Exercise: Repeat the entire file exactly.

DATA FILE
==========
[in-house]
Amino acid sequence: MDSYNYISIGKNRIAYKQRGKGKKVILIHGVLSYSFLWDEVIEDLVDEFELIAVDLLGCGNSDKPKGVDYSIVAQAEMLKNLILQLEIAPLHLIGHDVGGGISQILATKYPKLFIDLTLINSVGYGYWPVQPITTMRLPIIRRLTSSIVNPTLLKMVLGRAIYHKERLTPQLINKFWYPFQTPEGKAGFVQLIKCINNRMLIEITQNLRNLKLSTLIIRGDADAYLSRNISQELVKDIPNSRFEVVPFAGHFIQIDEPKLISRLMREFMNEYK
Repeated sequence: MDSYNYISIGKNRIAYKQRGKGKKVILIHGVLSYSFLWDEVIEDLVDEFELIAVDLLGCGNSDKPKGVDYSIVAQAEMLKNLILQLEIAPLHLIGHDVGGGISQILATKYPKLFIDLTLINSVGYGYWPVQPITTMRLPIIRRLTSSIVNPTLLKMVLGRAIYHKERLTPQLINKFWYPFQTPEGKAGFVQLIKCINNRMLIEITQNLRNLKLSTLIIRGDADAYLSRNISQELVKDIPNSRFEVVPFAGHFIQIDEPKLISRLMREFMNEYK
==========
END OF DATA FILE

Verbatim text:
[in-house]
Amino acid sequence: MDSYNYISIGKNRIAYKQRGKGKKVILIHGVLSYSFLWDEVIEDLVDEFELIAVDLLGCGNSDKPKGVDYSIVAQAEMLKNLILQLEIAPLHLIGHDVGGGISQILATKYPKLFIDLTLINSVGYGYWPVQPITTMRLPIIRRLTSSIVNPTLLKMVLGRAIYHKERLTPQLINKFWYPFQTPEGKAGFVQLIKCINNRMLIEITQNLRNLKLSTLIIRGDADAYLSRNISQELVKDIPNSRFEVVPFAGHFIQIDEPKLISRLMREFMNEYK
Repeated sequence: MDSYNYISIGKNRIAYKQRGKGKKVILIHGVLSYSFLWDEVIEDLVDEFELIAVDLLGCGNSDKPKGVDYSIVAQAEMLKNLILQLEIAPLHLIGHDVGGGISQILATKYPKLFIDLTLINSVGYGYWPVQPITTMRLPIIRRLTSSIVNPTLLKMVLGRAIYHKERLTPQLINKFWYPFQTPEGKAGFVQLIKCINNRMLIEITQNLRNLKLSTLIIRGDADAYLSRNISQELVKDIPNSRFEVVPFAGHFIQIDEPKLISRLMREFMNEYK